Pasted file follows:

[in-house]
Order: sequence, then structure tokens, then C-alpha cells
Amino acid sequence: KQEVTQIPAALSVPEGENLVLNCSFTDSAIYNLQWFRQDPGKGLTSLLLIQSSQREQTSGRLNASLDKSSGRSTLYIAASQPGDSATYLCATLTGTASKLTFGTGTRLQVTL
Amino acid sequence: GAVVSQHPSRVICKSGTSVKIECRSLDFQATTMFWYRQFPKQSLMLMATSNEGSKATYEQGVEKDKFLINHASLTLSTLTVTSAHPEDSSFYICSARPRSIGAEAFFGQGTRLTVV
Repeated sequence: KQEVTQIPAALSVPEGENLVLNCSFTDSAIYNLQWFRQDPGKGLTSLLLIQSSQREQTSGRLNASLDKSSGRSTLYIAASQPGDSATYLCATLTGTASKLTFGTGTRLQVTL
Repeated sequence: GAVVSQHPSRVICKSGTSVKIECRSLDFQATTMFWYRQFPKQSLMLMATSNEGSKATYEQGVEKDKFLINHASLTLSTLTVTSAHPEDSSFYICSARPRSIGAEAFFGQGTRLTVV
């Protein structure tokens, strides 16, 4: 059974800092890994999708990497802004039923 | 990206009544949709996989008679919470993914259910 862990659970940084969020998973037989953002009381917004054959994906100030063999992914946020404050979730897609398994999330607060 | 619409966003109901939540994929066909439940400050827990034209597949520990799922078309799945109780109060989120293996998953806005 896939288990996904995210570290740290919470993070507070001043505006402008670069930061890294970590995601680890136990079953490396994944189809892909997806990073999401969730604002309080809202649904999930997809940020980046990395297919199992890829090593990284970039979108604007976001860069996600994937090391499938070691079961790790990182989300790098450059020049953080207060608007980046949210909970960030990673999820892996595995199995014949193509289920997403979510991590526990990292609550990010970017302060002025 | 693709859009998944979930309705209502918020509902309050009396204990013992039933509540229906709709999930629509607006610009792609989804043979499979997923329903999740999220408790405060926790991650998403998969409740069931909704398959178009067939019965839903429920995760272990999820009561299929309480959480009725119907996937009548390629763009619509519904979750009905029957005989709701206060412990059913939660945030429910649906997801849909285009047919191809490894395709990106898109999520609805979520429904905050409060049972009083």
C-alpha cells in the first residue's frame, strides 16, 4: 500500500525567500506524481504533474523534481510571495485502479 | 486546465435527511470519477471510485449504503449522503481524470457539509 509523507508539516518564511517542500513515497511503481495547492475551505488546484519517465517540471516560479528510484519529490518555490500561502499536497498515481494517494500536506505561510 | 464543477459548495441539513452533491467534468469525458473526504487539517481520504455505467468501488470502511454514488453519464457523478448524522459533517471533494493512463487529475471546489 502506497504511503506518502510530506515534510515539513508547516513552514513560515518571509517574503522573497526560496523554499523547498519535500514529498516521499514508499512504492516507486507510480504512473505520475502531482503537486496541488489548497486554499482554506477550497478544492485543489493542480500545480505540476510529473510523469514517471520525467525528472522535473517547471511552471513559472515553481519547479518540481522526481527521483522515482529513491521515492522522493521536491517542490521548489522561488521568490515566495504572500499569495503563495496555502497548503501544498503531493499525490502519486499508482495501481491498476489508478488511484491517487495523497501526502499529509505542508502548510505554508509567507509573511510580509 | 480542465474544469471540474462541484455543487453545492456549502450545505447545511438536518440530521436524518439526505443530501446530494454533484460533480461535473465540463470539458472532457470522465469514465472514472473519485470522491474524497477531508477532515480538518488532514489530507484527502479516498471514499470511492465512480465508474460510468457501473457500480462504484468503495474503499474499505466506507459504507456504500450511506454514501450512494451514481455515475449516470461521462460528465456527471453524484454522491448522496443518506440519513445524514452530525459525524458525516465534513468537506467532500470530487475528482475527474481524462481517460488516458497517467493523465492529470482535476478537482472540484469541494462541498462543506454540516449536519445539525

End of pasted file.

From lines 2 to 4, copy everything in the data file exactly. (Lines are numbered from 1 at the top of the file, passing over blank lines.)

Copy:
Order: sequence, then structure tokens, then C-alpha cells
Amino acid sequence: KQEVTQIPAALSVPEGENLVLNCSFTDSAIYNLQWFRQDPGKGLTSLLLIQSSQREQTSGRLNASLDKSSGRSTLYIAASQPGDSATYLCATLTGTASKLTFGTGTRLQVTL
Amino acid sequence: GAVVSQHPSRVICKSGTSVKIECRSLDFQATTMFWYRQFPKQSLMLMATSNEGSKATYEQGVEKDKFLINHASLTLSTLTVTSAHPEDSSFYICSARPRSIGAEAFFGQGTRLTVV